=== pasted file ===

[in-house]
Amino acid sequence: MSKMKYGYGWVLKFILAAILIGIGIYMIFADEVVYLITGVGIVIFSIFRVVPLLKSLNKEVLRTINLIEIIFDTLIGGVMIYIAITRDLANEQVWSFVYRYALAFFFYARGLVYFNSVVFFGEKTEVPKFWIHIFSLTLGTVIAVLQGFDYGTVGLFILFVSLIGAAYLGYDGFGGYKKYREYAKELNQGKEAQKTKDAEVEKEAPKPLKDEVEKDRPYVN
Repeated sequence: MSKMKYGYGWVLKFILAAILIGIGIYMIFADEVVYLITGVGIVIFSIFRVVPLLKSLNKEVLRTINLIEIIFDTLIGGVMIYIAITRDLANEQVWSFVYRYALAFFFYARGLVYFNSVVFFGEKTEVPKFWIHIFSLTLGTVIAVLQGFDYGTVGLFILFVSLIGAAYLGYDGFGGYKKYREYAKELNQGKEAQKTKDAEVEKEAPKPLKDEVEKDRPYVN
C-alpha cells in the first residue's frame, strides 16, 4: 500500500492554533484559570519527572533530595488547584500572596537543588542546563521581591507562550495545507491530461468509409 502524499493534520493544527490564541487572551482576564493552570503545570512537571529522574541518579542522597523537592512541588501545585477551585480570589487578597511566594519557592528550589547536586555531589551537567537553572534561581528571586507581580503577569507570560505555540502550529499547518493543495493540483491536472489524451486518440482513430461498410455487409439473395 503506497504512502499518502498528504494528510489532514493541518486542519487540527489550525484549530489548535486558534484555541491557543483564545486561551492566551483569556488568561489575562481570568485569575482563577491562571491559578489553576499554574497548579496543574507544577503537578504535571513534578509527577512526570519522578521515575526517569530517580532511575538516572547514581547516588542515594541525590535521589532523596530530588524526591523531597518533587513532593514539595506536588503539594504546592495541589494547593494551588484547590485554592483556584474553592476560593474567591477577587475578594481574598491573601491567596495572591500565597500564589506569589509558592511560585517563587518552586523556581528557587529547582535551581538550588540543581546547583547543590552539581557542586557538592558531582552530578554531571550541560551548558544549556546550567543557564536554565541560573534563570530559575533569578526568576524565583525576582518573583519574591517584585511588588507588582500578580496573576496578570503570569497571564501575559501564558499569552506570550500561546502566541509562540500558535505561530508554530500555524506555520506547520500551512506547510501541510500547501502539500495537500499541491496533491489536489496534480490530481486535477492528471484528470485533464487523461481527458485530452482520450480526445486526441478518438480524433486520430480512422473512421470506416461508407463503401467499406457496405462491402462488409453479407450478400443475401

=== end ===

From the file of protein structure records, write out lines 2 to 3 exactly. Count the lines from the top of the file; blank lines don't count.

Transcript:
Amino acid sequence: MSKMKYGYGWVLKFILAAILIGIGIYMIFADEVVYLITGVGIVIFSIFRVVPLLKSLNKEVLRTINLIEIIFDTLIGGVMIYIAITRDLANEQVWSFVYRYALAFFFYARGLVYFNSVVFFGEKTEVPKFWIHIFSLTLGTVIAVLQGFDYGTVGLFILFVSLIGAAYLGYDGFGGYKKYREYAKELNQGKEAQKTKDAEVEKEAPKPLKDEVEKDRPYVN
Repeated sequence: MSKMKYGYGWVLKFILAAILIGIGIYMIFADEVVYLITGVGIVIFSIFRVVPLLKSLNKEVLRTINLIEIIFDTLIGGVMIYIAITRDLANEQVWSFVYRYALAFFFYARGLVYFNSVVFFGEKTEVPKFWIHIFSLTLGTVIAVLQGFDYGTVGLFILFVSLIGAAYLGYDGFGGYKKYREYAKELNQGKEAQKTKDAEVEKEAPKPLKDEVEKDRPYVN